Biffy Clyro ‘Only Revolutions’ (14th Floor)

Two and a bit years on from Biffy Clyro’s long-anticipated charge into popular consciousness with the brilliant spiky rock of ‘Puzzle’, their rise from toilet tour heroes to stadium rockers is cemented – and perfectly encapsulated – on ‘Only Revolutions’. It’s still the same old Biffy, for sure – perfectly orchestrated stop-start verses sewn together with roaring distorted choruses and Simon Neil’s urgent vocals thrown over the top – but the hairy Scots’ fifth album is the sound of a band who’ve grown into their skins after two years spent shirtless and sweaty on ever-growing stages around the world.

‘That Golden Rule’ furrows its brow and stalks menacingly through an opening riff borrowed from the annals of heavy metal, stumbling into a typically melodic Biffychorus before a dark orchestral panic attack pulls the plug. All in the space of four minutes. Like the whole record, it’s chaotic, schizophrenic and fucking ace. But Biffy Clyro’s giddy pogoing from one genre to the next could be both the making of, and breaking of ‘Only Revolutions’; it leaps from the orchestral growling of ‘That Golden Rule’ straight to the Strokesesque pop-rock of ‘Bubbles’ to the unexpected synth that leads ‘Born On A Horse’. Each track is undoubtedly great, but, as an album, ‘Only Revolutions’ sometimes struggles to flow through Biffy’s scatterbomb of styles.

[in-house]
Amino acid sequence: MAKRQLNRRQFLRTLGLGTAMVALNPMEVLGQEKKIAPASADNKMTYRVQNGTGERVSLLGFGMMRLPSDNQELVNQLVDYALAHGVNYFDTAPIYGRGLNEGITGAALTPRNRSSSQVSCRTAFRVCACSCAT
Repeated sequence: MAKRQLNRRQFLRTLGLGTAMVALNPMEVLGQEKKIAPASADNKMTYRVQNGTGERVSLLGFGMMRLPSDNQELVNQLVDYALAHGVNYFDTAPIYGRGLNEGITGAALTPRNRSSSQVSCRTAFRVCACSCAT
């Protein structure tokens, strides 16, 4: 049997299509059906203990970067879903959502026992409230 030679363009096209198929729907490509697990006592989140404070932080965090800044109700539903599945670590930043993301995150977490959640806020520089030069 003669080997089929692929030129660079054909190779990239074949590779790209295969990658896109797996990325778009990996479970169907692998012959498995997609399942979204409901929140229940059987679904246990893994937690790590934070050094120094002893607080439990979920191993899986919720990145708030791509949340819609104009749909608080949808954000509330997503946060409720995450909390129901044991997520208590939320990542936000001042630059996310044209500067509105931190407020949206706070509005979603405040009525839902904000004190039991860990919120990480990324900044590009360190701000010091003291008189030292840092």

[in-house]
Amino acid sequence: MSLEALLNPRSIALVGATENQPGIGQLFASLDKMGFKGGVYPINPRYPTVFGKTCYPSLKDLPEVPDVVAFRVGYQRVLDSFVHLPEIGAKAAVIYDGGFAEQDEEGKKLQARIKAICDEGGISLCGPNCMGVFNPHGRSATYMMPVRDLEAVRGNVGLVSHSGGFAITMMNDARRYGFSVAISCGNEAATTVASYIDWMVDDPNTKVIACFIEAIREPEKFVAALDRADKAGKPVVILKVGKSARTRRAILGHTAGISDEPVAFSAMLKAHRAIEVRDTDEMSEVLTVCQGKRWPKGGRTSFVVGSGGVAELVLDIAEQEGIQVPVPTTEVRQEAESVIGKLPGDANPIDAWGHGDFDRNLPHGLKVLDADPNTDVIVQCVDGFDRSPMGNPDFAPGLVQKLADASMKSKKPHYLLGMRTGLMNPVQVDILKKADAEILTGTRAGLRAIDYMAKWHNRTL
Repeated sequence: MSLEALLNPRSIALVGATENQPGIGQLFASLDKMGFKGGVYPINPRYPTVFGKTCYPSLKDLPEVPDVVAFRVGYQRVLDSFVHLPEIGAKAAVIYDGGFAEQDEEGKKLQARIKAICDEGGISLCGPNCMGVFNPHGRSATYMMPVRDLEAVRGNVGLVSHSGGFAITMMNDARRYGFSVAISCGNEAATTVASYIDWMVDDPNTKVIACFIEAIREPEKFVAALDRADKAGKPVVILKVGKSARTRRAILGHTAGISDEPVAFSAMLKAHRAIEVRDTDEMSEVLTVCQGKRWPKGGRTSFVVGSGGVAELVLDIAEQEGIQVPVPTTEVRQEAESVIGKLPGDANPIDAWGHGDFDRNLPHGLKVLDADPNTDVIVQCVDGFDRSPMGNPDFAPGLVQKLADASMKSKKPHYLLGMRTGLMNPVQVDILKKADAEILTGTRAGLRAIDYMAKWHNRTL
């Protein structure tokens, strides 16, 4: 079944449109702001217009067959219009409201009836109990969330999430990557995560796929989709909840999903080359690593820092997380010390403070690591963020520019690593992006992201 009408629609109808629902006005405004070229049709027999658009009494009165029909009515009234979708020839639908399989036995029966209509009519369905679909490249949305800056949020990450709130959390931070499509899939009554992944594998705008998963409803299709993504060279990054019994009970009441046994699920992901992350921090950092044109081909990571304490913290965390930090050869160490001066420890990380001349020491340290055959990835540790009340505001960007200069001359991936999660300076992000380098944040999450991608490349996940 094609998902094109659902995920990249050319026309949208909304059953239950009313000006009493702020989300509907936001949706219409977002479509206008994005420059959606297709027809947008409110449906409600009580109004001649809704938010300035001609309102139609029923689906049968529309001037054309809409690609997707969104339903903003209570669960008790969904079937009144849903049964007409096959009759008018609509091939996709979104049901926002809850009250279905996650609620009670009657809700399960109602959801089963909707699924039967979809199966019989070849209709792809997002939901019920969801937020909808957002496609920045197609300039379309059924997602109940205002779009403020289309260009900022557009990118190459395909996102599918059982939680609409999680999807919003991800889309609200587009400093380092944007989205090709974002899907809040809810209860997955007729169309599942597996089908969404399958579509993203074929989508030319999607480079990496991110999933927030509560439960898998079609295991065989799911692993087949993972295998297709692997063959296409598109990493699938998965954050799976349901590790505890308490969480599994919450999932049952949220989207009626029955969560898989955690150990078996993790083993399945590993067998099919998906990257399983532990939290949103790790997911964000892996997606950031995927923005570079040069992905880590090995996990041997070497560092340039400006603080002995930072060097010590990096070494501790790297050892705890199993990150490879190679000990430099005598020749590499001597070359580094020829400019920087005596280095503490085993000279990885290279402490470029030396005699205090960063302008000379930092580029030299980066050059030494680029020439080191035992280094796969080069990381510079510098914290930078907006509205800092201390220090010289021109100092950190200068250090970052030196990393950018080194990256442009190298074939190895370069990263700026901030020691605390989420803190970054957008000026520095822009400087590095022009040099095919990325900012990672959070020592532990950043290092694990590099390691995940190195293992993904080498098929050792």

Lyrically, it’s a record that owes more to poetic vagueness than any kind of Arctic Monkeys-style simplicity (The Fly still trying to work out the hidden meaning of‘Born On A Horse’s “I’ve never had a lover who’s my sister or my brother before”), but it’s perhaps the most inward-looking album Biffy have released. “I talk to God as much as I talk to Satan, because I want to hear both sides,” sings Simon Neil on the acoustically-charged respite of ‘God & Satan’, and it’s a theme that seems to run through ‘Only Revolutions’ from start to finish, the frontman’s throaty scream working hard to draw a link between the soaring, pompous growls of distortion and the introspective acoustic God-worshipping whimpers. Brilliant single ‘Mountains’ – the band’s first ever foray into the top ten – pleasingly doesn’t stand head and shoulders above the album’s other tracks, even with its epic stadium choruses. “I am the mountain/I am the sea/You can’t take that away from me,” screams Neil as sphincter-troubling bass drums explode beneath him. It’s awesome, but matched by the urgent riff-driven ‘Cloud Of Stink’ and the growling of ‘Shock Shock’, which closes with an unexpected bombardment of drum fills and rumbling guitars.

With ‘Only Revolutions’, Biffy cast a magnifying glass over everything they showcased on ‘Puzzle’. The riffs get louder, the screams more pertinent and the orchestral onslaughts darker and more sinister. ‘Mon the Biffy…


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